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DeSantis vs. DeSantis?
Has he really walked back his remarks about the Ukraine war?
Many Republicans, alarmed by isolationist comments from Florida Governor Ron DeSantis, would like to see him pivot and support aid to Ukraine. This desire aligns them with the press, which tends to see any shift of position, particularly by a Republican presidential contender, as a flip-flop or walkback. So it’s natural that DeSantis’s latest remarks on this subject, in an interview with Piers Morgan that aired Thursday night on Fox Nation, are being reported as evidence that the governor has “changed course,” “reversed” himself, and “sought to toughen his position.”
Don’t believe it. DeSantis has hardly budged. In the interview, he rephrased one of several reasons he previously gave for opposing aid to Ukraine: that the war was just a “territorial dispute.” But he reaffirmed his other arguments against American involvement, and he added further reasons to stay out.
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MUCH OF THE HYPE about DeSantis getting tougher on Russia stems from his comment, during the Piers Morgan interview, that Vladimir Putin is a “war criminal” and “should be held accountable.” But DeSantis didn’t raise that point. He was forced into it by Morgan, who asked the governor whether he supported accountability measures already proposed by others. The words “accountable” and “war crimes” were introduced by Morgan. DeSantis, with reservations, merely gave his assent.
The rest of the hype about a DeSantis pivot stems from his renunciation of the phrase “territorial dispute.” Again, it was Morgan, not DeSantis, who raised this point. And DeSantis, again somewhat grudgingly—he claimed that his use of the phrase had been “mischaracterized”—simply affirmed that “Russia was wrong to invade” Ukraine.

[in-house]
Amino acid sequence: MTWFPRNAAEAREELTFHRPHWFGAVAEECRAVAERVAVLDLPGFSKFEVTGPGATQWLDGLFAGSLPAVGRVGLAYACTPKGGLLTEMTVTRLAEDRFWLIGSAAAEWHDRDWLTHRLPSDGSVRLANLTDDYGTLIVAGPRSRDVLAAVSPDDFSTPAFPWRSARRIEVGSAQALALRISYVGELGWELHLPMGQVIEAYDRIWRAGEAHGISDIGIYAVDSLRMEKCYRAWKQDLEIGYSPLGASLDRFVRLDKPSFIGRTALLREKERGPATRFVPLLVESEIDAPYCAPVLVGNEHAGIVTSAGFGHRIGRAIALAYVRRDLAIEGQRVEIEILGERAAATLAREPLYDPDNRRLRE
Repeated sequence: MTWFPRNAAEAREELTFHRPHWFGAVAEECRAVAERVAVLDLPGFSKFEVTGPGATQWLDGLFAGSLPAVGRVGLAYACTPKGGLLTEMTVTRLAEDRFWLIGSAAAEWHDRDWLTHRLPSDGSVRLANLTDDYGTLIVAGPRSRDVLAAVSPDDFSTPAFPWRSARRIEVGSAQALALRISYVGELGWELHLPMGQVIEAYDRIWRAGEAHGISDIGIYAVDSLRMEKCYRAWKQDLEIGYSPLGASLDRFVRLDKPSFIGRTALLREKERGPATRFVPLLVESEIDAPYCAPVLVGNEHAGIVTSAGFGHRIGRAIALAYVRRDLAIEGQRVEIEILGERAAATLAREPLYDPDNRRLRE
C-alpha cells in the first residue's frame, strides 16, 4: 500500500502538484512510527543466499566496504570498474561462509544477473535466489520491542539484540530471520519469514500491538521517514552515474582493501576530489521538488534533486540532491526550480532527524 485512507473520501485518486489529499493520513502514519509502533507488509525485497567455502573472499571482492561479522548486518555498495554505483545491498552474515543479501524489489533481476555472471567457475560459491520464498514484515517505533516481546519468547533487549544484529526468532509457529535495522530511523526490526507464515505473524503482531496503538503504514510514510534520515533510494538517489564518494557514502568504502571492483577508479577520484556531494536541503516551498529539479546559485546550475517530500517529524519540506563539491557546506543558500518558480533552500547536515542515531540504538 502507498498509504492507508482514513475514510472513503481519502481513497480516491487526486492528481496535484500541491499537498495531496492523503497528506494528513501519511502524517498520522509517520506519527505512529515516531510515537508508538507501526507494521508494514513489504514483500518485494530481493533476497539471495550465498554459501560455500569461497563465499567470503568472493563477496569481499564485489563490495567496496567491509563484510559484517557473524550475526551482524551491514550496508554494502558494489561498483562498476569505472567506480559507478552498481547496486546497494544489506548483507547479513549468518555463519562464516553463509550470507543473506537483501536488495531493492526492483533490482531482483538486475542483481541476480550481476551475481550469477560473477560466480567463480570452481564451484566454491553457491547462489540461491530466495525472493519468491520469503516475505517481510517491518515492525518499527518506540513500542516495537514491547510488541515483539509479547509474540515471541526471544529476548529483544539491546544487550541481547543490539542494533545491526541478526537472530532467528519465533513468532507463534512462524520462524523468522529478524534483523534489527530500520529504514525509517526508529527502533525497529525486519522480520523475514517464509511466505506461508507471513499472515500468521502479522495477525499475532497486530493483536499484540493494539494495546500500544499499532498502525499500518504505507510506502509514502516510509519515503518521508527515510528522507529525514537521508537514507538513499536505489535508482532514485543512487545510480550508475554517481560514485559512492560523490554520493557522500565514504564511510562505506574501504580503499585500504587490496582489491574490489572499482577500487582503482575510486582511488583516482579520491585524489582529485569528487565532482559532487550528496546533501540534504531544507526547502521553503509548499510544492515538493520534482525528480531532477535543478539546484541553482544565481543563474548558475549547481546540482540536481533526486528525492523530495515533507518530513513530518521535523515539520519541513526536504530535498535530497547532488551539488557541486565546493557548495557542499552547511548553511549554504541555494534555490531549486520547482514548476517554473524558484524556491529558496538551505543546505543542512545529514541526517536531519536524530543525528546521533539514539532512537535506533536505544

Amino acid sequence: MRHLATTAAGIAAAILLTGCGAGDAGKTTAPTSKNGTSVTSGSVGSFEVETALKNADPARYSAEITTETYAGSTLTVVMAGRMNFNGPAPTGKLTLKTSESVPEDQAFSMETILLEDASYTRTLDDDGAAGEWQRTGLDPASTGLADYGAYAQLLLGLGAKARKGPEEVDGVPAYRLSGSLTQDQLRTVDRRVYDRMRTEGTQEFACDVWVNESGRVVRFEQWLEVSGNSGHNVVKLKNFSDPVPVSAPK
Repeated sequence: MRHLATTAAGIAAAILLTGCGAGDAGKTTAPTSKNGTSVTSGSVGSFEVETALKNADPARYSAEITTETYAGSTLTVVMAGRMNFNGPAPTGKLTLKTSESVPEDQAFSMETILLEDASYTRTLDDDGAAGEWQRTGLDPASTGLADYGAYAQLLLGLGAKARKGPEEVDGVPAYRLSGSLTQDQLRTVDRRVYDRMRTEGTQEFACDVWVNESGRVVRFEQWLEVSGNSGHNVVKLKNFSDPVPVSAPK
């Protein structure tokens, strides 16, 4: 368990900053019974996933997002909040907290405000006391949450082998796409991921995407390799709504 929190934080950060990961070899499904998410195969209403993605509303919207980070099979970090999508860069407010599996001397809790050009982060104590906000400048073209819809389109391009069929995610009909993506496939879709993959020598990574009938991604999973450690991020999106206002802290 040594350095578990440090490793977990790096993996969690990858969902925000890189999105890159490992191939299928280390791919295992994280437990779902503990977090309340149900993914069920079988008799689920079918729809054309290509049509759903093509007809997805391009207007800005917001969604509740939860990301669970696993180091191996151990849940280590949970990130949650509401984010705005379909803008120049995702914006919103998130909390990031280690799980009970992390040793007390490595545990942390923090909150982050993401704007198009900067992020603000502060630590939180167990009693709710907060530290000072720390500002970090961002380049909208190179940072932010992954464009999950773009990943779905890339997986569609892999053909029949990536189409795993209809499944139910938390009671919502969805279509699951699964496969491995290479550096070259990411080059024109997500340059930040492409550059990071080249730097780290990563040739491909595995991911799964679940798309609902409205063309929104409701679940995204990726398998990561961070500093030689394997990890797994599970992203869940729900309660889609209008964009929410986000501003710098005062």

But the bigger story is that DeSantis hasn’t walked back most of his reasons for opposing aid to Ukraine. He has reinforced and added to them. Here are some key points from his interview with Morgan:
1. We should treat the war as a territorial dispute even though Russia has no legal right to the land.
DeSantis noted that the war now focuses on the “eastern border region, Donbas, and then Crimea.” He pointed out that “Russia has had that [land], I don’t think legitimately, but they’ve had [it]. There’s a lot of ethnic Russians there.”
Why does this matter? DeSantis didn’t say, beyond noting that it gives Russia’s military a strong foothold. But his clear implication is that Russia’s ethnic connections to the land, combined with its prior and ongoing occupation, are factors we should consider in any resolution of the conflict and in decisions about whether to continue arming Ukraine.
2. Sending more weapons would unwisely escalate the conflict.
In a statement to Tucker Carlson, posted on March 13, DeSantis criticized what he called President Biden’s “funding of this conflict.” Those words implied that the United States was responsible for perpetuating and escalating the war. In the interview with Morgan, DeSantis extended this argument, expressing unease about “America’s involvement in terms of escalating with more weapons.” He repeated that word—escalation—elsewhere in the interview.
3. Limiting Russia to its current occupation is good enough.
“Those regions in the border and Crimea . . . are likely to be a stalemate for quite some time,” DeSantis told Morgan. “But I do not think it’s going to end with Putin being victorious. I do not think the Ukrainian government’s going to be toppled.” Therefore, he concluded, the war “has been a loss” for Russia.